Lawsuit Challenges Riverside’s Room Rental Ordinance

One of the unintended consequences of stepping up enforcement of the City’s room rental ordinance to limit property cut ups and over occupancy has resulted in a lawsuit.


Published: Aug. 17, 2014 Updated: Aug. 18, 2014 1:33 a.m.

UCR doctoral candidate Michael Beaumier is a plaintiff in a lawsuit about room rental rules.

Riverside city rules that limit how many people can rent single-family homes and that require special permits for some home rentals are discriminatory and unconstitutional, according to a lawsuit by the Fair Housing Council of Riverside County.

The city has long had a rule capping properties in single-family zones at four renters per home, but it was little-noticed and not strictly enforced until 2013, when complaints from homeowners near UC Riverside led the city to crack down.

As part of the same effort, the council last summer voted to create a new permit that single-family home owners must get if they want to rent rooms to more than two people.

Riverside Interim City Attorney Cristina Talley could not be reached for comment. Councilman Mike Gardner, who proposed the 2013 permit requirement, said he does not believe the city’s rental rules are discriminatory.

Gardner said he had not read the suit, which was filed in July, but “I expect that the city is going to contest it and I expect, as a non-attorney, that the city will prevail.”


Riverside’s four-renter limit in single-family zones has been in place since the 1950s, Gardner said. Owners may have five or more tenants under the rules for “boarding houses,” but those aren’t allowed in single-family zones.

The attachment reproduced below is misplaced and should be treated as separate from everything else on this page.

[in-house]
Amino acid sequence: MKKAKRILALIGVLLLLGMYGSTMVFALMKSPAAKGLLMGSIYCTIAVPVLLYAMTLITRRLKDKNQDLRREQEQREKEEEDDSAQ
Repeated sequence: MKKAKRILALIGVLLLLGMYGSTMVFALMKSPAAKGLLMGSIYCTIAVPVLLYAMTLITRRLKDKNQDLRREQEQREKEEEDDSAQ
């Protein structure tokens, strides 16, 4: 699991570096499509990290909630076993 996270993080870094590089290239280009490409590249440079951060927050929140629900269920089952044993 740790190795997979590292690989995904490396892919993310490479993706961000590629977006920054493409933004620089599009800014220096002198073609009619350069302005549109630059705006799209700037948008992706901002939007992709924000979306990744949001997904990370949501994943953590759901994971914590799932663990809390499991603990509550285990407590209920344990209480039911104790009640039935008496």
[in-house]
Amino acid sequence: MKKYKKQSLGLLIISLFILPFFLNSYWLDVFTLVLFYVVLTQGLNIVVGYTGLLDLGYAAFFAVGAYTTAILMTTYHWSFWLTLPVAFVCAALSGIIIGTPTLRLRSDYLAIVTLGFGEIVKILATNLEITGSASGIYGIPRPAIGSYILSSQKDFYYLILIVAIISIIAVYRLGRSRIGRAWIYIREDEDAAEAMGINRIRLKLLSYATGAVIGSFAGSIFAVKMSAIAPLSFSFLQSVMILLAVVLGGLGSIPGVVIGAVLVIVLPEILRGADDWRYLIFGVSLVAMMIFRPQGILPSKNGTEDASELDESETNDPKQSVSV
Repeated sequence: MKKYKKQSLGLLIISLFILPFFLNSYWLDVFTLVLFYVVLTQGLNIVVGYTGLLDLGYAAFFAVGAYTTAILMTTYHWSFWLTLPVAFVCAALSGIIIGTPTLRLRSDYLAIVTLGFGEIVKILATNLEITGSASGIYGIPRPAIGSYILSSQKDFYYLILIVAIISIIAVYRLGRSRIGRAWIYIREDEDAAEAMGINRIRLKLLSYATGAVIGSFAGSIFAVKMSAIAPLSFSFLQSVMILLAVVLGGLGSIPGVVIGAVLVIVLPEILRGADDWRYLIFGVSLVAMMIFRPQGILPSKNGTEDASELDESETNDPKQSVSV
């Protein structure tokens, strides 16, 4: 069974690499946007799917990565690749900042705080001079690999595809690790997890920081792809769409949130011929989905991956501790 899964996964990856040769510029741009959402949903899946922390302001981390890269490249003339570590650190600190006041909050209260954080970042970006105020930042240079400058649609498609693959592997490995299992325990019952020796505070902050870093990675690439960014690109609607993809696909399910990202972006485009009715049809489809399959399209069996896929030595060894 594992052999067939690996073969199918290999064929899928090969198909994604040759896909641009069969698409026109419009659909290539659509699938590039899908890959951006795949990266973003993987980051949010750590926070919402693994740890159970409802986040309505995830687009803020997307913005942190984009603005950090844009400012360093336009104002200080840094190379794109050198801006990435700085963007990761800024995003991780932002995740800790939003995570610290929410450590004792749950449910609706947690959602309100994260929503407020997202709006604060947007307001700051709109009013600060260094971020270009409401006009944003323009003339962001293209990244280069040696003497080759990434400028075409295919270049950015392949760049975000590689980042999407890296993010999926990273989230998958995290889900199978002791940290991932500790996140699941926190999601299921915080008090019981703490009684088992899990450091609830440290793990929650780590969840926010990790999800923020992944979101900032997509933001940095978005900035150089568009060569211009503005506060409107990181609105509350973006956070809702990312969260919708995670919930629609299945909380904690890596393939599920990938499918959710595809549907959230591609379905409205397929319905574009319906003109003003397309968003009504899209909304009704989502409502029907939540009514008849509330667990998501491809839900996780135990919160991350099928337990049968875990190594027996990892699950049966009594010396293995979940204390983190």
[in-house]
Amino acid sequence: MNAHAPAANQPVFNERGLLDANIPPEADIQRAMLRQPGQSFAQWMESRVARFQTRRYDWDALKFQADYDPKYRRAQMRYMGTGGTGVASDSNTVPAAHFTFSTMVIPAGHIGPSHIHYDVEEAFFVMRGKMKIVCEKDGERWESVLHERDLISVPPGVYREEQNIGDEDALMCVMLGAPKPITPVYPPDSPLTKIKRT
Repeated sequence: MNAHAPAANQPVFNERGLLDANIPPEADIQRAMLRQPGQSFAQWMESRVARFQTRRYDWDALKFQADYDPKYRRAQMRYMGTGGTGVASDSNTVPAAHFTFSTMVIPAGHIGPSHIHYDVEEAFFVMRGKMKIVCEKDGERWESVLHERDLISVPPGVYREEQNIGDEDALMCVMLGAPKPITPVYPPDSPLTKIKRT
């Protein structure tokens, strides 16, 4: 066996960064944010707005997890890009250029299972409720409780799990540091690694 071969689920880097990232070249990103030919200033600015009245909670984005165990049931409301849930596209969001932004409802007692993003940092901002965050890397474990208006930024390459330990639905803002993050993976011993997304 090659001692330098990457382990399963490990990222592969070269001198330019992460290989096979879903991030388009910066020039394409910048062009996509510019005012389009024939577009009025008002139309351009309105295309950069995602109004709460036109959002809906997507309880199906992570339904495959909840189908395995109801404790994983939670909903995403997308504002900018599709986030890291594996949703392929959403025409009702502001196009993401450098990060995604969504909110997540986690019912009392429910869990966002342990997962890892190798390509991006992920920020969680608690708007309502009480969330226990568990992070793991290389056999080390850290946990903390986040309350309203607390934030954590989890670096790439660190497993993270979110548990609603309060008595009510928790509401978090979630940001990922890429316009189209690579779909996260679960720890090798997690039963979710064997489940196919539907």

Rented homes don’t seem to have been controversial until recent years, when the foreclosure crisis led to increasing numbers of bank- and investor-owned homes that were rented out. In the University neighborhood, those rentals were attractive to, and sometimes marketed at, college students.

But last summer, homeowners began complaining to the council about loss of street parking, trash strewn about, noisy late-night parties and other inconsiderate behavior. Some said the culprit was overpacked student rentals, where property owners would sometimes get permits to turn common space into fifth and sixth bedrooms.

The council eventually approved a moratorium on room “cut-ups” and officials continue to work on overhauling related occupancy rules. In the meantime, they stepped up enforcement of existing codes and put the permit rule in place.

The lawsuit argues the effect of those actions has been to force some renters from their homes, restrict owners’ ability to rent their properties, and bar some people, including single mothers and minorities, from living in the city’s most desirable neighborhoods.

The city’s adoption and enforcement of the rules “have a discriminatory effect and perpetuate segregation on the basis of race, national origin, familial status and age in violation of the federal and state fair housing laws,” the suit states.

Monica Lopez, program manager for the Fair Housing Council, said the organization got numerous complaints from student and nonstudent renters, property owners and landlords. Owners wondered if they would be able to rent all the bedrooms in larger homes, and whether they could honor leases they’d already signed, she said.

Questions also arose about how the rules might apply to large families. Though city officials have said the four-tenant limit refers to unrelated adults, the written rule actually says “individual renters,” which leaves room for interpretation.

“We’ve been looking for clarification from the very start,” but talks with the city did not yield definitive answers, said Peter Carlson, outreach specialist for the Fair Housing Council.

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